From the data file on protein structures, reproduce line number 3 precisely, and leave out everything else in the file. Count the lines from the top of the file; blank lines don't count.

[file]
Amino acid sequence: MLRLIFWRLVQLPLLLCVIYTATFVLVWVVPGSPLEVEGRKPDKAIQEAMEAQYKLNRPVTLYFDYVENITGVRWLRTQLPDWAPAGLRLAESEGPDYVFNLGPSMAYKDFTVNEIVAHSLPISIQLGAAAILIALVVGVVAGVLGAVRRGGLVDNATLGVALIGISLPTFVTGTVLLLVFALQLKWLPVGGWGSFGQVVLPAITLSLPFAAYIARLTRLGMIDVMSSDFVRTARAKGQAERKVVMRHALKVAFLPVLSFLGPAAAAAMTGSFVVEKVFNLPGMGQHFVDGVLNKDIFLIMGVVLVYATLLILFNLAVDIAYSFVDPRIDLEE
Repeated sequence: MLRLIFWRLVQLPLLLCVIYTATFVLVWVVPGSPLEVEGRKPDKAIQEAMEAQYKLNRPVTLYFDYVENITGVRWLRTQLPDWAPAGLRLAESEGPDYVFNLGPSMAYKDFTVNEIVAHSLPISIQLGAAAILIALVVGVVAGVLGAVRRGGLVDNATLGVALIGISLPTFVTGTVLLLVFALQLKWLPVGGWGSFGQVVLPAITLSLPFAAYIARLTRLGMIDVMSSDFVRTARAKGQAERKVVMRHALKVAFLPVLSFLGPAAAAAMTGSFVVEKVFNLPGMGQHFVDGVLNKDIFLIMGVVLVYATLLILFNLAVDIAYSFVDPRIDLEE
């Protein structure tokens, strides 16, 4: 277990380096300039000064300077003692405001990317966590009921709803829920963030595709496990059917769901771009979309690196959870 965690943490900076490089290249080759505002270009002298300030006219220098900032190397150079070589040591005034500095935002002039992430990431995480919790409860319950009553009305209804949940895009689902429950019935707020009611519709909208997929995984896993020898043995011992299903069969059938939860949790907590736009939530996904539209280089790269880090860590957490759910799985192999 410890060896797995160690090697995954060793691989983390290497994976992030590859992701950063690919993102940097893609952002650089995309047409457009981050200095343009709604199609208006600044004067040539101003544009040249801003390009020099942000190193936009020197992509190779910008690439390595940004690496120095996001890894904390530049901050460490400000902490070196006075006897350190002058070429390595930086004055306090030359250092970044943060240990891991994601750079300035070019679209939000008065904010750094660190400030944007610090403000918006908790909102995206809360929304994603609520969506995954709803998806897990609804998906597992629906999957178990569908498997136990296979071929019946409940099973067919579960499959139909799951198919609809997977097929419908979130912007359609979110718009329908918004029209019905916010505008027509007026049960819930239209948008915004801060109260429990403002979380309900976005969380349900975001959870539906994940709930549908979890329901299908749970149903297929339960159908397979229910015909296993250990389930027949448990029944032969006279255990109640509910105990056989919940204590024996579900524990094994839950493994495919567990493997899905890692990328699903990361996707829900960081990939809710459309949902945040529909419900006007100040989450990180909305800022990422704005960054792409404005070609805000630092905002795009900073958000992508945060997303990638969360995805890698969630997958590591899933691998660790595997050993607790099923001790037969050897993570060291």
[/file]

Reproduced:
């Protein structure tokens, strides 16, 4: 277990380096300039000064300077003692405001990317966590009921709803829920963030595709496990059917769901771009979309690196959870 965690943490900076490089290249080759505002270009002298300030006219220098900032190397150079070589040591005034500095935002002039992430990431995480919790409860319950009553009305209804949940895009689902429950019935707020009611519709909208997929995984896993020898043995011992299903069969059938939860949790907590736009939530996904539209280089790269880090860590957490759910799985192999 410890060896797995160690090697995954060793691989983390290497994976992030590859992701950063690919993102940097893609952002650089995309047409457009981050200095343009709604199609208006600044004067040539101003544009040249801003390009020099942000190193936009020197992509190779910008690439390595940004690496120095996001890894904390530049901050460490400000902490070196006075006897350190002058070429390595930086004055306090030359250092970044943060240990891991994601750079300035070019679209939000008065904010750094660190400030944007610090403000918006908790909102995206809360929304994603609520969506995954709803998806897990609804998906597992629906999957178990569908498997136990296979071929019946409940099973067919579960499959139909799951198919609809997977097929419908979130912007359609979110718009329908918004029209019905916010505008027509007026049960819930239209948008915004801060109260429990403002979380309900976005969380349900975001959870539906994940709930549908979890329901299908749970149903297929339960159908397979229910015909296993250990389930027949448990029944032969006279255990109640509910105990056989919940204590024996579900524990094994839950493994495919567990493997899905890692990328699903990361996707829900960081990939809710459309949902945040529909419900006007100040989450990180909305800022990422704005960054792409404005070609805000630092905002795009900073958000992508945060997303990638969360995805890698969630997958590591899933691998660790595997050993607790099923001790037969050897993570060291």